In the summer of 2018, Jamba Juice came under fire in a federal class action lawsuit. The smoothie chain was accused of falsely market- ing their smoothies as made with “whole fruit and vegetables,” according to Jamba Juice’s advertising and menu. However, the brand often relies on cheaper, unhealthy ingredients.

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For example, the smoothie “Caribbean Passion” contained five whole fruit ingredients: mango, strawberry, orange, peach and passion fruit, according to the menu. In reality, however, it contained no mango, orange or passion fruit.

In fact, a large Caribbean Passion smoothie contains a worrying 95 grams of sugar, and has its first ingredient as a “Passion Fruit-Mango Juice Blend,” mainly made of less expensive pear and white grape juice.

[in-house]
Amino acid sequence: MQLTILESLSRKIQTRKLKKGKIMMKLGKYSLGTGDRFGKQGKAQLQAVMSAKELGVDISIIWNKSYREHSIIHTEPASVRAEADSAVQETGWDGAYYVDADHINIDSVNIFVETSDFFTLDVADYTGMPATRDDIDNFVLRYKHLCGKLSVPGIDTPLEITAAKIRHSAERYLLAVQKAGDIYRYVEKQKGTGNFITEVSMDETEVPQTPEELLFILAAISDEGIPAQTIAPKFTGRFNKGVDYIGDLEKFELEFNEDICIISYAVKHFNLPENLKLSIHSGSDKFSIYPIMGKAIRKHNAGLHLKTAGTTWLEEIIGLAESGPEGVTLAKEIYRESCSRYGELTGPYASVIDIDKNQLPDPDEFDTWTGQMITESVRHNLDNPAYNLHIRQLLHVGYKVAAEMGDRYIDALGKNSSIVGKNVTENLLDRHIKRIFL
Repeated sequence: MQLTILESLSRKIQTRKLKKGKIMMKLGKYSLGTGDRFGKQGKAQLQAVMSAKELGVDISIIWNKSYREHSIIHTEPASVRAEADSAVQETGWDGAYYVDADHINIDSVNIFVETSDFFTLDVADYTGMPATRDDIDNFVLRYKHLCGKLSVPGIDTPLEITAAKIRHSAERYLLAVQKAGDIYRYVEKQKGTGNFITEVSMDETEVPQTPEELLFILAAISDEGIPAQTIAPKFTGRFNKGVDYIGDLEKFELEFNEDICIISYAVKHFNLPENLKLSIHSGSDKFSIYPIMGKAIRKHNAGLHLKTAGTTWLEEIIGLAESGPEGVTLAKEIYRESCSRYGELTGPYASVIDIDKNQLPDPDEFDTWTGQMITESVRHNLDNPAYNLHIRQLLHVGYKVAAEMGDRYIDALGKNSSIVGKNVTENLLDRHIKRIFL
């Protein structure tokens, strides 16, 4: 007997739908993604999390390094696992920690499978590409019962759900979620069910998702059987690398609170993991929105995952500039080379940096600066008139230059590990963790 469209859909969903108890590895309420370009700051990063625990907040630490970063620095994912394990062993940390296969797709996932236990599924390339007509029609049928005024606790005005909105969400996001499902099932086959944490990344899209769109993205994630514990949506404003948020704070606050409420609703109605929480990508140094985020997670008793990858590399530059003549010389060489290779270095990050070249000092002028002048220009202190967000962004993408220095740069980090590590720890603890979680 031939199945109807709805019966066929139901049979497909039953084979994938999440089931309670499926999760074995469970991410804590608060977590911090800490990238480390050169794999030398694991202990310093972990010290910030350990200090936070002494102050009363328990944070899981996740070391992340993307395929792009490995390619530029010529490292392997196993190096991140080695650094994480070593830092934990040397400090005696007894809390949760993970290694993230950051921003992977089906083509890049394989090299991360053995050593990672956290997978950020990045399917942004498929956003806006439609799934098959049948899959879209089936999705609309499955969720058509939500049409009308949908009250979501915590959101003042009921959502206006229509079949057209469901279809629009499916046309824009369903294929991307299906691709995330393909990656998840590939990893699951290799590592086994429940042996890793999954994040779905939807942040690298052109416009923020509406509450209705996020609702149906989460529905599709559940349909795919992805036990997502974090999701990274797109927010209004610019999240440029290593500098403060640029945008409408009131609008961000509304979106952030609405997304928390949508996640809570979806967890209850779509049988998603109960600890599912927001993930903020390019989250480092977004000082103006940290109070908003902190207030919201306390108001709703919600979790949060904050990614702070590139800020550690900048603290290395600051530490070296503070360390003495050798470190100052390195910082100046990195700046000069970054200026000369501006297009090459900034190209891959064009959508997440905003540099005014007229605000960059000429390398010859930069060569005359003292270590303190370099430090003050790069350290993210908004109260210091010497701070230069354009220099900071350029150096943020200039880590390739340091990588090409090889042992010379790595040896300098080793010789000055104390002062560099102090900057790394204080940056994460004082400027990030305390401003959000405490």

Today, the company continues to use cheap, sugary juice and sherbet as main ingredients in their smoothies, despite still marketing them as healthy.

The consumer who falls for companies’ lies such as the misinformation Jamba Juice spread should not be blamed. Many say people should not put so much trust in businesses’ advertising, especially when it comes to claims about the health of foods, but this mindset comes from decades of a lack of consumer protections. Logically and ethically, consumers should not have to thoroughly research foods’ ingredients online in advance of making a purchase.

Later, in October 2018, La Croix, a sparkling water manufacturer, was sued for dangerous ingredients used in their popular carbonated drink. The prosecutors found that the beverage contained an ingredient often used in cockroach insecticide, despite claiming to have only “all-natural” ingredients. The lawsuit against the company claims that La Croix contains the chemical limonene, which can cause kidney toxicity, and linalool, which is used in insecticide.

Even if the non-natural ingredients La Croix used were “safe” chemicals, consumers should have the ability to fully understand what they are buying.